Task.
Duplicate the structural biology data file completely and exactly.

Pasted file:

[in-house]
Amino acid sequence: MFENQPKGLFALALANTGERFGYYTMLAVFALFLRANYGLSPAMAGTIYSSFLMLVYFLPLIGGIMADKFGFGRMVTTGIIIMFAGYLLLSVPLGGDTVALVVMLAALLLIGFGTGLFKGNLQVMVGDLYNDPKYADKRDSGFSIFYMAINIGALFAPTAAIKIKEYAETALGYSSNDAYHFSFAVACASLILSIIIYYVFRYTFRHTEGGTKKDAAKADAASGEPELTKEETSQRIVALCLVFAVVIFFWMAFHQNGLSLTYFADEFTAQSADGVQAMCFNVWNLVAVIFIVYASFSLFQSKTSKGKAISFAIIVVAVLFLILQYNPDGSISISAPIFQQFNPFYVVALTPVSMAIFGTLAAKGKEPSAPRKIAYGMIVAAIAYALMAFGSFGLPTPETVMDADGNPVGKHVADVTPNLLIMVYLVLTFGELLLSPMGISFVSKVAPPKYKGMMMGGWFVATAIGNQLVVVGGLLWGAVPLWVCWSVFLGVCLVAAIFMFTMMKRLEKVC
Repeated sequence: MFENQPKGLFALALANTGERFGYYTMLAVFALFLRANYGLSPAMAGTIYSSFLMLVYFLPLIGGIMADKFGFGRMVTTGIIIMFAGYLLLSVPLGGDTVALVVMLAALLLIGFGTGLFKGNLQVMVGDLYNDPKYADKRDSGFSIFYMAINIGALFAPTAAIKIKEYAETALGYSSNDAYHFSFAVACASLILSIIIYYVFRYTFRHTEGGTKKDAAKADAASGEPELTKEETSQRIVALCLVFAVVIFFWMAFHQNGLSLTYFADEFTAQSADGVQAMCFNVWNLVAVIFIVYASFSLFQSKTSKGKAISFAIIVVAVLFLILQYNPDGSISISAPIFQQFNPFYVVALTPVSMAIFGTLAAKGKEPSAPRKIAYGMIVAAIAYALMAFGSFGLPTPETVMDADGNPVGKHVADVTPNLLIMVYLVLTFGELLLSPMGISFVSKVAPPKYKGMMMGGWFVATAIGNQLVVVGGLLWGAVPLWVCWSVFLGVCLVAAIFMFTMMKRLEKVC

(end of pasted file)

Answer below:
[in-house]
Amino acid sequence: MFENQPKGLFALALANTGERFGYYTMLAVFALFLRANYGLSPAMAGTIYSSFLMLVYFLPLIGGIMADKFGFGRMVTTGIIIMFAGYLLLSVPLGGDTVALVVMLAALLLIGFGTGLFKGNLQVMVGDLYNDPKYADKRDSGFSIFYMAINIGALFAPTAAIKIKEYAETALGYSSNDAYHFSFAVACASLILSIIIYYVFRYTFRHTEGGTKKDAAKADAASGEPELTKEETSQRIVALCLVFAVVIFFWMAFHQNGLSLTYFADEFTAQSADGVQAMCFNVWNLVAVIFIVYASFSLFQSKTSKGKAISFAIIVVAVLFLILQYNPDGSISISAPIFQQFNPFYVVALTPVSMAIFGTLAAKGKEPSAPRKIAYGMIVAAIAYALMAFGSFGLPTPETVMDADGNPVGKHVADVTPNLLIMVYLVLTFGELLLSPMGISFVSKVAPPKYKGMMMGGWFVATAIGNQLVVVGGLLWGAVPLWVCWSVFLGVCLVAAIFMFTMMKRLEKVC
Repeated sequence: MFENQPKGLFALALANTGERFGYYTMLAVFALFLRANYGLSPAMAGTIYSSFLMLVYFLPLIGGIMADKFGFGRMVTTGIIIMFAGYLLLSVPLGGDTVALVVMLAALLLIGFGTGLFKGNLQVMVGDLYNDPKYADKRDSGFSIFYMAINIGALFAPTAAIKIKEYAETALGYSSNDAYHFSFAVACASLILSIIIYYVFRYTFRHTEGGTKKDAAKADAASGEPELTKEETSQRIVALCLVFAVVIFFWMAFHQNGLSLTYFADEFTAQSADGVQAMCFNVWNLVAVIFIVYASFSLFQSKTSKGKAISFAIIVVAVLFLILQYNPDGSISISAPIFQQFNPFYVVALTPVSMAIFGTLAAKGKEPSAPRKIAYGMIVAAIAYALMAFGSFGLPTPETVMDADGNPVGKHVADVTPNLLIMVYLVLTFGELLLSPMGISFVSKVAPPKYKGMMMGGWFVATAIGNQLVVVGGLLWGAVPLWVCWSVFLGVCLVAAIFMFTMMKRLEKVC